Managers and leaders in organisations have enormous demands placed on their time.
They are often being asked to wear more hats, juggle more projects, deliver on budgets, whilst being an effective leader and develop their talent of their people.
I do not wish to add to their already very long to do list.
However I would like to encourage them to consider how they can leverage the power of coaching in developing the talent of their people.
No, I am not recommending they become coaches, rather I would like to encourage them to leverage the power of a coaching approach.
What is coaching?
At the core of building human relationships is the art and science of having a conversation.
Coaching at its heart is focused on having a conversation.
It is a conversation focused on facilitating insight.
- Coaching facilitates insight through asking questions.
- The questions are open, i.e. they coach does not have the answers.
- The questions are generally asked in the context of a model or framework.
- The model or framework gives structure, focus and purpose to the questions.
I do not believe managers leading teams need to become a coach to use some of the models or frameworks used by coaches.
I believe managers leading teams can adopt a coaching approach by learning how to use one or two key models or frameworks.
To this end, I would like to share the model G-R-O-W
The G-R-O-W model or framework is used extensively by coaches.
It enables you to adopt a coaching approach, to structure a coaching conversation and deliver a meaningful result.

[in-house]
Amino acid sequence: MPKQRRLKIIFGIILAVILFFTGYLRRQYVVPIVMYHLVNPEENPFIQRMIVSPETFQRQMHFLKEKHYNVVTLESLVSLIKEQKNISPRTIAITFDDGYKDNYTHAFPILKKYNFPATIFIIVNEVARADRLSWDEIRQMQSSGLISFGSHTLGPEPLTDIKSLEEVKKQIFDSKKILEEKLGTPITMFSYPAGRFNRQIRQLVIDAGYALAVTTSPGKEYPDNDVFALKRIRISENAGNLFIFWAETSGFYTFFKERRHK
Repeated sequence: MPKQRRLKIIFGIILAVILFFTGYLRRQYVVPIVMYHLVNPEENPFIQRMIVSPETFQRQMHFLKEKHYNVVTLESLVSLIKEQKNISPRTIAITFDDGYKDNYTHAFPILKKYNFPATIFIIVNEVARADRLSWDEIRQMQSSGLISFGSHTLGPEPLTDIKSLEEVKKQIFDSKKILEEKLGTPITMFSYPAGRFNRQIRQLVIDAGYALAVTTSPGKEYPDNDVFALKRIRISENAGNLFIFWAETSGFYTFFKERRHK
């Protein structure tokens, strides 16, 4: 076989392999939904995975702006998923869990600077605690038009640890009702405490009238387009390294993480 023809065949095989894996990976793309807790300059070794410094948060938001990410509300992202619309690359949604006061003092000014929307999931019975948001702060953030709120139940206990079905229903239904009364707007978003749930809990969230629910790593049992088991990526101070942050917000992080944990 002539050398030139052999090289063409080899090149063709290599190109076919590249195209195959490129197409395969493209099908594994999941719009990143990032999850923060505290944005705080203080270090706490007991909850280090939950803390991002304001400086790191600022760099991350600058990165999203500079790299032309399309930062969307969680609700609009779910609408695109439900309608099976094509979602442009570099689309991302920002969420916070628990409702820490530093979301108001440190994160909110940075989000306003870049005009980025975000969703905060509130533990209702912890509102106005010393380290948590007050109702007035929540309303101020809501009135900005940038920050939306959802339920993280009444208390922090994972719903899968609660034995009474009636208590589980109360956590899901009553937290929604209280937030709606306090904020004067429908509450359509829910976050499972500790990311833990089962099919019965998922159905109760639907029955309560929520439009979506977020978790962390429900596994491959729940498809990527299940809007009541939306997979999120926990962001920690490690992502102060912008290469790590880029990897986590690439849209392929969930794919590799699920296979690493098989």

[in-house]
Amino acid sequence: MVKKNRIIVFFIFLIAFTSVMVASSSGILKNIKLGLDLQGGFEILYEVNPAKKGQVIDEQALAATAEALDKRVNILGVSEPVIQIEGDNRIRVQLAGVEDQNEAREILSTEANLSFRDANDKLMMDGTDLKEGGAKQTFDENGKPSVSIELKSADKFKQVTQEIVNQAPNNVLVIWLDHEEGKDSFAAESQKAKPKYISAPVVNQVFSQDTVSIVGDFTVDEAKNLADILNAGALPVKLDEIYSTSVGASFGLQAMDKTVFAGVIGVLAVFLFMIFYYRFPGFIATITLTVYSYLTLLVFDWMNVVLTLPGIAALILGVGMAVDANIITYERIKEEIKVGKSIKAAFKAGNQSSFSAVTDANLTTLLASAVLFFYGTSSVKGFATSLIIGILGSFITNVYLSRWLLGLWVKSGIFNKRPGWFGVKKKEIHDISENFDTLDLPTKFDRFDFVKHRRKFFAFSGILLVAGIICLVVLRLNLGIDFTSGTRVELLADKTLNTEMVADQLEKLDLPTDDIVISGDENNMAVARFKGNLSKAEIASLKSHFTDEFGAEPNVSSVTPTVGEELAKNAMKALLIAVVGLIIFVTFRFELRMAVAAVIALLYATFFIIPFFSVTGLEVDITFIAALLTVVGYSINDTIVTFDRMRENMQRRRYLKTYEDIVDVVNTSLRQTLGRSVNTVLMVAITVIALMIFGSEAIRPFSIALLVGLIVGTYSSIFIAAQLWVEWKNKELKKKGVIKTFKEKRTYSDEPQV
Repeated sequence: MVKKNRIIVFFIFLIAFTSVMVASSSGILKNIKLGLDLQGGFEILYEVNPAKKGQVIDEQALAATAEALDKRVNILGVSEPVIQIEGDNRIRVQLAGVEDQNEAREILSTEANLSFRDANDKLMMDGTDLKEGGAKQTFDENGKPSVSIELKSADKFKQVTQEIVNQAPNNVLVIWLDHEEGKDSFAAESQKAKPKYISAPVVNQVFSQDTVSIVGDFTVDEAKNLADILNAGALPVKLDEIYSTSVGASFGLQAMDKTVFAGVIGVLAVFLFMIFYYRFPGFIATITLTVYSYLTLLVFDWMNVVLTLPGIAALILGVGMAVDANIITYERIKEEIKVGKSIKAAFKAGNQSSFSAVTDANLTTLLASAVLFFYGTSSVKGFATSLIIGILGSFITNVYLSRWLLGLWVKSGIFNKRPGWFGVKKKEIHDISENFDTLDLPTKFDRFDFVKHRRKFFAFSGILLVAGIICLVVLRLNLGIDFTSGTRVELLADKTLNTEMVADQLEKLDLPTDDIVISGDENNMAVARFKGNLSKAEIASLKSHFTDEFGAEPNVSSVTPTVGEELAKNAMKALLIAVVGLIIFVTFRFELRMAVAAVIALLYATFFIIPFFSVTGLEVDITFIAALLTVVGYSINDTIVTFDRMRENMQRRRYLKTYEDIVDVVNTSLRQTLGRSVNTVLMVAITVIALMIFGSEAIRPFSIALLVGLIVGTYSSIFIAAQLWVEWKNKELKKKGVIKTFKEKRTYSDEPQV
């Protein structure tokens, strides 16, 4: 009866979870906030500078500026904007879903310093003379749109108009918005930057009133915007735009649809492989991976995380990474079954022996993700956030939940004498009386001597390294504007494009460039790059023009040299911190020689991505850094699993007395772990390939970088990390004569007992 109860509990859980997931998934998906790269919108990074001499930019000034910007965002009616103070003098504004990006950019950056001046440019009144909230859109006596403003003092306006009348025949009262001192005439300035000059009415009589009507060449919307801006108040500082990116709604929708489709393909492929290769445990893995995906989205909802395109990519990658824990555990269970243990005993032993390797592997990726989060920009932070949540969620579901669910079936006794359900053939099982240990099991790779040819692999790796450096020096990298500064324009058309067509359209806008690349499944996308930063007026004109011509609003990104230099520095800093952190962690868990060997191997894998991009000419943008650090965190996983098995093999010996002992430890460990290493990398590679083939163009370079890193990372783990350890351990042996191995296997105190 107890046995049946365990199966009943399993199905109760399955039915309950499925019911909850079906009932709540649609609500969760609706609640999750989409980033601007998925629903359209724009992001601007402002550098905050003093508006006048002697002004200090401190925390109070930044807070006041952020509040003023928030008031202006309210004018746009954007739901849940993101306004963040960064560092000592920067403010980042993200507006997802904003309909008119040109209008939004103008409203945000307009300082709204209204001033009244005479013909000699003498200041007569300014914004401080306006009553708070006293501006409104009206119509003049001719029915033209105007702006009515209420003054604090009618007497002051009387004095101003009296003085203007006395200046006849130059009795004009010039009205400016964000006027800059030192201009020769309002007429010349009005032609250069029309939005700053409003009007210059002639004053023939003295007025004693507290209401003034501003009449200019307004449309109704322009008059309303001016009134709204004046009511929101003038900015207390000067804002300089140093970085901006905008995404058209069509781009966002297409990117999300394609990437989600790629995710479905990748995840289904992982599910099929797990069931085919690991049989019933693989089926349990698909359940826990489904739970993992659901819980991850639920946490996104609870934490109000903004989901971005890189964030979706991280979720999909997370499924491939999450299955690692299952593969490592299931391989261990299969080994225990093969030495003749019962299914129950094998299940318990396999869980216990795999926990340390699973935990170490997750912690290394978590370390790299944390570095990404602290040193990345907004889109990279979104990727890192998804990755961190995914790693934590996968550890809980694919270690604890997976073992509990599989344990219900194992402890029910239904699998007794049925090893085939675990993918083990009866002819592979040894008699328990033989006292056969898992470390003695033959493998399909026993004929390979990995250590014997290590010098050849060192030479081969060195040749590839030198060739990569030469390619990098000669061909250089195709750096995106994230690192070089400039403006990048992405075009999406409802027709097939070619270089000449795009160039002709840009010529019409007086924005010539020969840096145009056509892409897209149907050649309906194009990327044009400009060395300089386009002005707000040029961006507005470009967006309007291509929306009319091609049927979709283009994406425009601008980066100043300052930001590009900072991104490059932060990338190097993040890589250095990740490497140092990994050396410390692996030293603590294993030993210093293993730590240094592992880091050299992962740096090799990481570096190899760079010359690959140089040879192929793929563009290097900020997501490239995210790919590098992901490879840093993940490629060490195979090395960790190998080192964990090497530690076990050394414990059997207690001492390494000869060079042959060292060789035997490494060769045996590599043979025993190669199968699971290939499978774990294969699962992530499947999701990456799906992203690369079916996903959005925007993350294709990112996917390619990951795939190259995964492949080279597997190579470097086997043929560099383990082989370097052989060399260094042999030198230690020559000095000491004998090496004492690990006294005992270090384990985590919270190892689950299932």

Its aim is to through conversation help someone:
- Identify a goal
- Understand the reality of the facts and issues related to the goal
- Identify options for moving closer to and/or delivering on the goal
- Be clear on actions and next steps to make progress after the conversation
- G is for GOAL.
- R is for REALITY
- O is for OPTIONS
- W is for WAY FORWARD
- GOAL: the aim is to facilitate clarity about the goal they wish to achieve/deliver, the value from achievement or delivery and indicative timing for delivery. Ask them to imagine the goal as if it has been successfully delivered.
- REALITY: the aim is to facilitate their insight into key facts and the reality of their situation. Facts that bring insight to context, doability, challenges, assumptions, value etc. about the goal, the current or future reality in which the goal can or will be delivered.
- OPTIONS: the aim is to facilitate options available for them to move forward, to progress their journey towards the goal. As the saying goes, there is always more than one way to skin a cat. And hence there are many approaches or paths to achieving a goal.
- WAY FORWARD: the aim is to ensure the conversation for the day is finished with facilitating insight into their next steps. What will they do after today, to take steps towards delivering ont their goal.
In using a coaching approach, in using a model such as G-R-O-W, I encourage you to focus on doing three things:
Stay focused on a conversation seeking to facilitate insight.